Place of origin
|Meat (beef, chicken, pork), soy sauce, vinegar, cooking oil, garlic, black peppercorn, bay leaf|
Adobo (Filipino language: "marinade," "sauce" or "seasoning") is the name of a popular dish and cooking process in Philippine cuisine that involves meat, seafood, or vegetables marinated in a sauce of vinegar, soy sauce, and garlic, browned in oil, and simmered in the marinade. It has sometimes been considered as the unofficial national dish of the Philippines.
Although it has a name taken from the Spanish, the cooking method is indigenous to the Philippines. When the Spanish colonized the Philippines in the late 16th century and early 17th century, they encountered an indigenous cooking process which involved stewing with vinegar, which they then referred to as adobo, the Spanish word for seasoning or marinade. Dishes prepared in this manner eventually came to be known by this name, with the original term for the dish now lost to history.
Even before the Spaniards came, early Filipinos cooked their food minimally by roasting, steaming or boiling. To keep it fresh longer, food was often cooked by immersion in vinegar and salt. Thus, early Filipinos could have been cooking its meat in vinegar, which is the basic process in making adobo. The process of adobo was an ancient method dating back to the Classical Period of preserving the pork and chicken meats. since there is no refrigeration at the time. 
From the Chinese traders came soy sauce and thus this ingredient found its way into the meat being cooked in vinegar. Salt was slowly taken out from the recipe and replaced with soy sauce. However, there are adobo purists who continue to use salt in their adobo marinade.
While the adobo dish and cooking process in Filipino cuisine and the general description of adobo in Spanish cuisine share similar characteristics, they refer to different things with different cultural roots. While the Philippine adobo can be considered adobo in the Spanish sense—a marinated dish—the Philippine usage is much more specific to a cooking process (rather than a specific recipe) and is not restricted to meat. Typically, pork or chicken, or a combination of both, is slowly cooked in vinegar, crushed garlic, bay leaves, black peppercorns, and soy sauce. It is served with white rice. It was traditionally cooked in small clay pots (palayok); but in modern times, metal pots or woks (kawali) are used instead.
There are numerous variants of the adobo recipe in the Philippines. The most basic ingredient of adobo is vinegar, usually coconut vinegar, rice vinegar, or cane vinegar (although sometimes white wine or cider vinegar can also be used). Almost everything else can be changed according to personal preference. Even people in the same household can cook adobo in significantly different ways. A rarer version without soy sauce is known as adobong puti ("white adobo" or "blond adobo") to contrast it with adobong itim ("black adobo"), the more prevalent versions with soy sauce. Adobong puti is often regarded as the closest to the original version of the Pre-Hispanic adobo. It is similar to another dish known as pinatisan, where fish sauce (patis) is used instead of vinegar.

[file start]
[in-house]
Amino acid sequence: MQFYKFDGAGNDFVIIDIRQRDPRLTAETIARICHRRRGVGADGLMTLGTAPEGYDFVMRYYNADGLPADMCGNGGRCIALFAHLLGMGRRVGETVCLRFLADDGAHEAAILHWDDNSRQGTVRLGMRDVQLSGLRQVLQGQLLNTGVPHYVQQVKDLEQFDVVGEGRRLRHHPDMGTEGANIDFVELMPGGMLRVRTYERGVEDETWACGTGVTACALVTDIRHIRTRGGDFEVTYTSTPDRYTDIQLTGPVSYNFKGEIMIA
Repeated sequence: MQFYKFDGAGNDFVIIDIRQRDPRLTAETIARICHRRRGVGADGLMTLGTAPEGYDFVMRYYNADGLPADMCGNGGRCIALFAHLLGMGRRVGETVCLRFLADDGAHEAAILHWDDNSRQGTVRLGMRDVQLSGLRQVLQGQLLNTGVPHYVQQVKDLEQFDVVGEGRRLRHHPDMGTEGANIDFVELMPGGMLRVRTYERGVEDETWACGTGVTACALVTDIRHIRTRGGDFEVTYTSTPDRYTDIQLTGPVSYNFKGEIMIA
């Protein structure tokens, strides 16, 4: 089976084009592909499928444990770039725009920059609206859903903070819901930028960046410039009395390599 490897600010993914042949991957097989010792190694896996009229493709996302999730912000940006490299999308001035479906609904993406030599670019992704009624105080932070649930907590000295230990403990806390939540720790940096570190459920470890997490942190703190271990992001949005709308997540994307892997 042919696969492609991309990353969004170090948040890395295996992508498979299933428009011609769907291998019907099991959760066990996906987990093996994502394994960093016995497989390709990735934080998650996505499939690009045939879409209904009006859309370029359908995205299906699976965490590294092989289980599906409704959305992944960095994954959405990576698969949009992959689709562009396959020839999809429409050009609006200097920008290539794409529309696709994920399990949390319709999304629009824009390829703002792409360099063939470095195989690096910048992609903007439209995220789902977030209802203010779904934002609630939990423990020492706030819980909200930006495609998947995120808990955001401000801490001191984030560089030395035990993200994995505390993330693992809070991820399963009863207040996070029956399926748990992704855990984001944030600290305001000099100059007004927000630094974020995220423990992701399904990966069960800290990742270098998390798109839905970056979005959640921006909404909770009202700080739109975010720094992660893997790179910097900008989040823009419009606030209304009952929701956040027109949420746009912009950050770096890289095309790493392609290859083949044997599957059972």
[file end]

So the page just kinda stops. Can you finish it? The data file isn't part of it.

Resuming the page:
The proportion (or even the presence) of ingredients like soy sauce, bay leaves, garlic, or black pepper can vary. Other ingredients can sometimes be used; like siling labuyo (bird's eye chili), jalapeño pepper, red bell pepper, olive oil, onions, brown sugar, potatoes, or pineapple. It may also be further browned in the oven, pan-fried, deep-fried, or even grilled to get crisped edges.
There are also regional variations. In southern Luzon and Muslim Zamboanga, for example, it is common to see adobo cooked with coconut milk (known as adobo sa gatâ). In Cavite, mashed pork liver is added. In Laguna, turmeric is added, giving the dish a distinct yellowish color (known as adobong dilaw, "yellow adobo").
Based on the main ingredients, the most common adobo dishes are adobong manok, in which chicken is used, and adobong baboy, in which pork is used. Adobong baka (beef), along with adobong manok, is more popular among Muslim Filipinos. Other meat sources may also be used, such as adobong pugô (quail). There are also seafood variants which can include fish (adobong isda), catfish (adobong hito), shrimp (adobong hipon), and squid or cuttlefish (adobong pusit). It can even be used to cook vegetables and fruits, like water spinach (adobong kangkong), bamboo shoots (adobong labong), eggplant (adobong talong), banana flowers (adobong pusô ng saging), and okra (adobong okra). Even more exotic versions include adobong sawâ (snake), adobong palakâ (frogs), and the Kapampangan adobung kamaru (mole crickets).
Adobo has been called the quintessential Philippine stew, served with rice both at daily meals and at feasts. It is commonly packed for Filipino mountaineers and travelers because it keeps well without refrigeration. Its relatively long shelf-life is due to one of its primary ingredients, vinegar, which inhibits the growth of bacteria.
Outside of the dish itself, the flavor of adobo has been developed commercially and adapted to other foods. A number of successful local Philippine snack products, such as nuts, chips, noodle soups, and corn crackers, market their items as "adobo flavored".
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